Shami's Blog

Sysadmin, Because Even Developers Need Heroes

Automating Hugo Deployments With Webhooks, Butbucket, and CloudFlare

2017-09-14 by Mohammad H. Al-Shami

I’ve been using Hugo for a while now and love it. I don’t update my blog much and with Hugo I don’t need to spend more time updating the CMS than actually blogging. The markdown files are hosted at BitBucket along with my other code and I use CloudFlare for protection as well as a CDN.

The process for adding new content was as follows:

  • Make change
  • Push to BitBucket
  • Log in to server
  • Pull changes
  • Generate the blog files
  • Compress static content to prevent nginx from having to compress files for each request
  • Clear CloudFlare cache

This is a relatively easy process, but I found it troublesome to have to log in to the server so publish my updates, and then clear the CloudFlare cache. I wanted to build my own webhook but always feared it might be insecure since I don’t know much web development.

Recntly my friends at Tarent introduced me to Go. It’s a very interesting language and I’m currently dabbling with it to see if it’s possible to use in production. While looking at the language I found Awesome Go. One of the projects I checked was Webhook. Looked simple enough and decided to give it a go.

First, the trigger, taken from the example page

[
  {
    "id": "AWESOME_HOOK",
    "execute-command": "/usr/local/bin/deploy.sh",
    "command-working-directory": "/root",
    "trigger-rule":
    {
      "match":
      {
        "type": "ip-whitelist",
        "ip-range": "127.0.0.1"
      }
    }
  }
]

You will notice that I set ip-range to localhost instead of the list provided by the example, this is because i will set up the restriction in nginx.

Now lets look at deploy.sh:

#!/bin/sh

# This is not portable, but it works even if the env was not set
GIT=/usr/local/bin/git
TEMPPATH=/usr/local/www/shami.blog.hugo
WEBROOT=/usr/local/www/shami.blog
CURL=/usr/local/bin/curl
CHOWN=/usr/sbin/chown
FIND=/usr/bin/find
GZIP=/usr/bin/gzip
HUGO=/usr/local/bin/hugo

if [ -d $TEMPPATH ]
then
    # If the Hugo source folder exists, just pull
    cd $TEMPPATH
    $GIT pull
else
    # If the Hugo source folder doesn't exists, clone
    $GIT clone [email protected]:USER/REPO $TEMPPATH
fi

cd $TEMPPATH
# Generate the blog files
$HUGO --quiet

# Pre-compress all files to make nginx work less
$FIND $WEBROOT -type f \( -name '*.html' -o -name '*.js' -o -name '*.css' -o -name '*.xml' -o -name '*.svg' \) -exec $GZIP -k -f --best {} \;

# Set up permissions
$CHOWN -R www:www $WEBROOT

# Clear the CloudFlare cache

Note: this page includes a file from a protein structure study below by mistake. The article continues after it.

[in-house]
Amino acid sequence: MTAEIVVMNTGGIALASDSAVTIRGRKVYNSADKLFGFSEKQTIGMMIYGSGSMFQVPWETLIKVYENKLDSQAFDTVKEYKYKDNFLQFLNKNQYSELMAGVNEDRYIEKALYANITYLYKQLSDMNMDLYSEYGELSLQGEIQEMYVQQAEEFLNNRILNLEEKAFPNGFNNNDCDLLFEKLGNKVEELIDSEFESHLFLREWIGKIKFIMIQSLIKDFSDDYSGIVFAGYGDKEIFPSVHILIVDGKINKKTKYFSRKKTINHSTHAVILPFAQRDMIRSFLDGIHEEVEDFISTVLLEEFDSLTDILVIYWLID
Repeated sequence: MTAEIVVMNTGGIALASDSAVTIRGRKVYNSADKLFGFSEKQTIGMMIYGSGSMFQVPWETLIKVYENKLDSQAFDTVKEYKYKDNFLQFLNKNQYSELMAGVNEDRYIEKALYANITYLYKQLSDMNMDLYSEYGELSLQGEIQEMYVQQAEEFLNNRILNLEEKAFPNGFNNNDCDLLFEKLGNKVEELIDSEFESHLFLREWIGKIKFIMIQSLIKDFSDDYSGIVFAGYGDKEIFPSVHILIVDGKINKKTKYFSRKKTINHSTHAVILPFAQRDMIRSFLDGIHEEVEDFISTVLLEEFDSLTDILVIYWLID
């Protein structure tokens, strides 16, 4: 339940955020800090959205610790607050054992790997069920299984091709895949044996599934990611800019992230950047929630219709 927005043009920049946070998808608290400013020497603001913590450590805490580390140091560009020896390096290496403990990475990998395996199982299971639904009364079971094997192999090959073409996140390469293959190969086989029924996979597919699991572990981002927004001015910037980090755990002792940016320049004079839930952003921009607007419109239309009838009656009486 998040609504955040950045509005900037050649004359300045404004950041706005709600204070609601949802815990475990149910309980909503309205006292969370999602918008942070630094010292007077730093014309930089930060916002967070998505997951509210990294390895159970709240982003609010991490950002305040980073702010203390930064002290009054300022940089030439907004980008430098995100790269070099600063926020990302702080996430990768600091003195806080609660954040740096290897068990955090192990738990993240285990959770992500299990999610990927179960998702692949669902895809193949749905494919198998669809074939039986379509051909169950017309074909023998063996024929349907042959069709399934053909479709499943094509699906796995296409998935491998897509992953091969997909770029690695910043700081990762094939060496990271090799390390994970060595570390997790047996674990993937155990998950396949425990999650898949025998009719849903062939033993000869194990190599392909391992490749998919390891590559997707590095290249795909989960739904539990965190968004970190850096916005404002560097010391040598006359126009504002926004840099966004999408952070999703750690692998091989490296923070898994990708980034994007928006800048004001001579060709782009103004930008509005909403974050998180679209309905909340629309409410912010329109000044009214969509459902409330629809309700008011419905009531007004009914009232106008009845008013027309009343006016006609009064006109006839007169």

$CURL -X DELETE "https://api.cloudflare.com/client/v4/zones/CLOUDFLARE_ZONE_ID/purge_cache" \
     -H "X-Auth-Email: CLOUDFLARE_EMAIL_ADDRESS" \
     -H "X-Auth-Key: CLOUDFLARE_AUTH_KEY" \
     -H "Content-Type: application/json" \
     --data '{"purge_everything":true}'

Site configuration (Only the part to proxy the requests to Webhook):

    # 
    location /hooks/AWESOME_HOOK {
        # Cloudflare servers
        set_real_ip_from 103.21.244.0/22;
        set_real_ip_from 103.22.200.0/22;
        set_real_ip_from 103.31.4.0/22;
        set_real_ip_from 104.16.0.0/12;
        set_real_ip_from 108.162.192.0/18;
        set_real_ip_from 131.0.72.0/22;
        set_real_ip_from 141.101.64.0/18;
        set_real_ip_from 162.158.0.0/15;
        set_real_ip_from 172.64.0.0/13;
        set_real_ip_from 173.245.48.0/20;
        set_real_ip_from 188.114.96.0/20;
        set_real_ip_from 190.93.240.0/20;
        set_real_ip_from 197.234.240.0/22;
        set_real_ip_from 198.41.128.0/17;
        real_ip_header    X-Forwarded-For;

        # Only allow requests to the webhook from BitBucket
        allow 104.192.143.0/24;
        deny all;

        # Forward the request to webhook
        proxy_set_header X-Forwarded-Host $host;
        proxy_set_header X-Forwarded-Server $host;
        proxy_set_header X-Forwarded-For $proxy_add_x_forwarded_for;
        proxy_set_header Host $host;
        proxy_pass http://127.0.0.1:9000;
        client_max_body_size 1M;
    }

set_real_ip_from and real_ip_header tell nginx that CloudFlare will set the X-Forwarded-For header to the IP address of the client, this allows us to use the allow and deny directives as if clients were connecting directly.

All you need now is to run webhook inside tmux or something similar, then configure your webhook settings in BitBucket.

/usr/local/bin/webhook -verbose -hooks /usr/local/etc/webhook.json


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